The real impact of going bankrupt

Bankruptcy is generally viewed as a last resort for people with serious debt problems. Here's all you need to know.

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The good news is, research suggests that the number of bankruptcies is falling. 

In fact, there were 3,744 bankruptcies in the first quarter of this year, down 0.7% from the previous quarter and down 10.8% compared to the year earlier.

However, bankruptcy clearly still affects a lot of people. So here, we investigate what happens when you go bankrupt and what implications it has on your ability to qualify for financial products.

Why do people go bankrupt?

You can apply for bankruptcy yourself, or be forced into it by your creditors. Any company to which you owe £5,000 or more can apply for you to be declared bankrupt, but bankruptcy is usually only advised to those with unsecured debts of £20,000 or more.

If your debts are less than that, there may be another option such as an Individual Voluntary Arrangement (IVA) or Debt Relief Order (DRO).

What is the process?

As of April 2016, bankruptcy applications are no longer dealt with in court in England and Wales. The same will apply for Northern Ireland from November 2016.

Instead, if wish to be declared bankrupt, you will need to fill in an application form online. You will need to have to hand payslips, benefits statements, pension statements, bills, council tax rates, rent/mortgage details, and details of all your debts. You can find the full list of required documents here.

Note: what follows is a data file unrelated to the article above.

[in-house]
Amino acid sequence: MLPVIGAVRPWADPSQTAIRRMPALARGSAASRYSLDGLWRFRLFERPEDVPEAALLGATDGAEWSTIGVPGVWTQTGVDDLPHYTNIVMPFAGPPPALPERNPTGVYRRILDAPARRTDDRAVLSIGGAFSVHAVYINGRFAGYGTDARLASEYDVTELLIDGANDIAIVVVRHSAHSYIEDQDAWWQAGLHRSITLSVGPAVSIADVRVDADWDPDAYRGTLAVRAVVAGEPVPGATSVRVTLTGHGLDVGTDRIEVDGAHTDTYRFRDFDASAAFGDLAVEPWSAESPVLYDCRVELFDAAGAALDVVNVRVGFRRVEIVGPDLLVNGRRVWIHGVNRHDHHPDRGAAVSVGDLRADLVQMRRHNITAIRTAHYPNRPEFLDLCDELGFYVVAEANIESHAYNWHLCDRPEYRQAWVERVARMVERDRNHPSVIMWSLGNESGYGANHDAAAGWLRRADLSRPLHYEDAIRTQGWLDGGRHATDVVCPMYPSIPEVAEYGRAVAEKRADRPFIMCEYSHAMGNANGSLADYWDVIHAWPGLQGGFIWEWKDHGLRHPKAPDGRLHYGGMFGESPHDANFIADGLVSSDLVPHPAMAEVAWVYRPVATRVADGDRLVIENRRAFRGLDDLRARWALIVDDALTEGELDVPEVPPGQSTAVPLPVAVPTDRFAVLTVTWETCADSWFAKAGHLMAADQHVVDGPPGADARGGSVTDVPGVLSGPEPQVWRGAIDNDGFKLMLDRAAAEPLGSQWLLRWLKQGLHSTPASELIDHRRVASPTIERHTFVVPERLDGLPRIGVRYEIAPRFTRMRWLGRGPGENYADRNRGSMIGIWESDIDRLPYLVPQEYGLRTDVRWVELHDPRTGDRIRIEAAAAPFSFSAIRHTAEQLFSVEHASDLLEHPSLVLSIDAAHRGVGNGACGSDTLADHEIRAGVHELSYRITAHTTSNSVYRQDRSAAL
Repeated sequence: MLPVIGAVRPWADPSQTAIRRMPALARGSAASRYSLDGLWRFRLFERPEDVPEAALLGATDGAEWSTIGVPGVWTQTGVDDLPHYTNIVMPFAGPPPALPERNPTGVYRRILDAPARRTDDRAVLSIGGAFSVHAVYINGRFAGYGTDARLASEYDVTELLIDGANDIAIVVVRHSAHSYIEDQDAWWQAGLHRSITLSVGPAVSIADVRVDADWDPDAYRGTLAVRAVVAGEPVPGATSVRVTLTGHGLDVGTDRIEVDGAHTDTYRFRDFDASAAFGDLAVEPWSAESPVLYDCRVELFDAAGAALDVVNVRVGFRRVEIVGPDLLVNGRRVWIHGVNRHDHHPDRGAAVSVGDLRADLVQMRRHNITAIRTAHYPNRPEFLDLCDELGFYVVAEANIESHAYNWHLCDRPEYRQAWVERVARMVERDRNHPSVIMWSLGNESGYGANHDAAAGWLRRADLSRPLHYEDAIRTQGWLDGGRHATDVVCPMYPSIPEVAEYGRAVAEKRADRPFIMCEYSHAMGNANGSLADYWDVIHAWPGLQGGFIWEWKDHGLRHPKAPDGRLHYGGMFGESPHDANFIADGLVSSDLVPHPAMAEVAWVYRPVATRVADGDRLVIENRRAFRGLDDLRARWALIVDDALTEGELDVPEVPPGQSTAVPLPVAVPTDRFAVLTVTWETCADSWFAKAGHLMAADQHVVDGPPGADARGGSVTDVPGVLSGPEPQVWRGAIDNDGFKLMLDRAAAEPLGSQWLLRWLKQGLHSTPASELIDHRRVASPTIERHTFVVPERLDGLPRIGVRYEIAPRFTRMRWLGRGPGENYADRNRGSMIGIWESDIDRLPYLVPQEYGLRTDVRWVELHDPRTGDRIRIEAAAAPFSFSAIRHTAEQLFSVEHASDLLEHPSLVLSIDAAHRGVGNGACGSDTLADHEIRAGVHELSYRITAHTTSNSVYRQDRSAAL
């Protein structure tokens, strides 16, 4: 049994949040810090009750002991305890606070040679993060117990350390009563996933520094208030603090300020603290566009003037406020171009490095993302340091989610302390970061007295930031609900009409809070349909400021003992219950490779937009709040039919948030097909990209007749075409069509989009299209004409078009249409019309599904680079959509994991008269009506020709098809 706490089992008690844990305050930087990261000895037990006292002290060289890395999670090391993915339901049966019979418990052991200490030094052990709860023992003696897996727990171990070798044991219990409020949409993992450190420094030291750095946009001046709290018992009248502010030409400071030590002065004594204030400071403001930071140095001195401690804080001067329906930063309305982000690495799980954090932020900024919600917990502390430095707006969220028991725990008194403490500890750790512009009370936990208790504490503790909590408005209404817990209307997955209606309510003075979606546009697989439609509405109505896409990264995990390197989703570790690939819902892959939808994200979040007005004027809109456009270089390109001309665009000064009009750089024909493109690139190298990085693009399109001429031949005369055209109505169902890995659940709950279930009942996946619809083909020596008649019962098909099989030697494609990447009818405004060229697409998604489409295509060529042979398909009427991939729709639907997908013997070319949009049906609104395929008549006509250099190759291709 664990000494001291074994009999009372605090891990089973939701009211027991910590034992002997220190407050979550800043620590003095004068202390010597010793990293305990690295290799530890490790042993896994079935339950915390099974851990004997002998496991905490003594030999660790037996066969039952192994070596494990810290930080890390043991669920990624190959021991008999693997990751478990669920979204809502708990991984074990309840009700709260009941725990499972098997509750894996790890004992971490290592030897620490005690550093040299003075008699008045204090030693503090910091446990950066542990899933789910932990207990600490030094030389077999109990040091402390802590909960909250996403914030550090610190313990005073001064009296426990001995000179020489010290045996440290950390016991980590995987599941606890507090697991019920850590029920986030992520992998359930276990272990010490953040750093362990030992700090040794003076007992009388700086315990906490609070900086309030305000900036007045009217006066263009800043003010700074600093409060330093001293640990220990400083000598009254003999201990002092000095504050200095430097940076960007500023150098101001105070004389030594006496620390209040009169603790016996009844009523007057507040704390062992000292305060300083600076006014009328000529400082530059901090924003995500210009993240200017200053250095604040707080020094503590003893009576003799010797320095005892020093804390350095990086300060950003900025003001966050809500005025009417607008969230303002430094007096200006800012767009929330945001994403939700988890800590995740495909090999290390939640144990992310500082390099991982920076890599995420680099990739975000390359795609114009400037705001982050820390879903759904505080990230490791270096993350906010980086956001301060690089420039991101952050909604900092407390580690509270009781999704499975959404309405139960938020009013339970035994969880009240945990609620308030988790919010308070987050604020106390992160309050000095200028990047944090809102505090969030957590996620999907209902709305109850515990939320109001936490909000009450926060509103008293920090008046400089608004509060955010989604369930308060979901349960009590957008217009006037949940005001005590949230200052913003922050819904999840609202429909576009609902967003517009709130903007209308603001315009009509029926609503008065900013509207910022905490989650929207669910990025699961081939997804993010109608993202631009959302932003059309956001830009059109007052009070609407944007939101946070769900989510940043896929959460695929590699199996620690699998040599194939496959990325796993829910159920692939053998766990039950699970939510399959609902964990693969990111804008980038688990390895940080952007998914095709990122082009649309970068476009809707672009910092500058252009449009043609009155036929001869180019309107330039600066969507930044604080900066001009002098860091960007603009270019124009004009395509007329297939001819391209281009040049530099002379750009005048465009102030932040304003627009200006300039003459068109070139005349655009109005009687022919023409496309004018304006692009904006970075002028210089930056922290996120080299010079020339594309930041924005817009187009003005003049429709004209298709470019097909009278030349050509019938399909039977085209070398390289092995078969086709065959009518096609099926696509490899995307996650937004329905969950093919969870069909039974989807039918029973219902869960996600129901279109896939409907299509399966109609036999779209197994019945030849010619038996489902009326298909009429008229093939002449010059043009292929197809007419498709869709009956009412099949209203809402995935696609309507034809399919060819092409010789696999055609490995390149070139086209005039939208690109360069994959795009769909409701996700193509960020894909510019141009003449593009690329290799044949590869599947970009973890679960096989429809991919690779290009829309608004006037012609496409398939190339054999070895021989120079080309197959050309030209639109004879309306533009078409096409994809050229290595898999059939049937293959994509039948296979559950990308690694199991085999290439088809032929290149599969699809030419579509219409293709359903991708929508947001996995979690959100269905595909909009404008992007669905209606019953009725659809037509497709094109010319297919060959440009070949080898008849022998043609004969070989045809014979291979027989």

You will need to pay £655 in England and Wales, or £647 if you live in Northern Ireland (as of November 2016). If you pay online you can pay in instalments.

Note that in Scotland the process differs – you can only apply to be made bankrupt if you have received money advice and you must pay either £200 to apply for bankruptcy through the Full Administration Route or £90 if you apply through the Minimal Asset Route. Find out more here.

Once you have submitted your application, the adjudicator will decide whether to make a bankruptcy order or reject your application within 28 days.

If you are officially declared bankrupt, your bank accounts will be frozen and any non-essential assets, such as property and possessions that you do not need for your everyday life may be sold to pay off your debts.

The remainder will then be wiped, unless your income is deemed high enough for you to make ongoing monthly payments, which can last for three years.

All bankrupts must agree to tell any potential creditors that they are bankrupt if borrowing more than £500.

How long does bankruptcy last?

Bankruptcy generally lasts for one year, during which time the debtor is known as an undischarged bankrupt.

The bankruptcy will, however, be noted on your credit file for six years, meaning that banks and other financial organisations to which you apply for accounts and services will be able to see it and take it into account when deciding whether or not to accept you as a customer.

What impact does bankruptcy have on your ability to take out financial products and services?

Most people will be unsurprised to hear that bankrupts won't qualify for personal loans or credit cards.

Potentially more surprising is that, during the 12 months after bankruptcy, you will also be unable to get a standard current account offering an overdraft facility or chequebook.

Not having a bank account can make life difficult, especially if your salary is paid electronically, or you want to pay household bills by direct debit.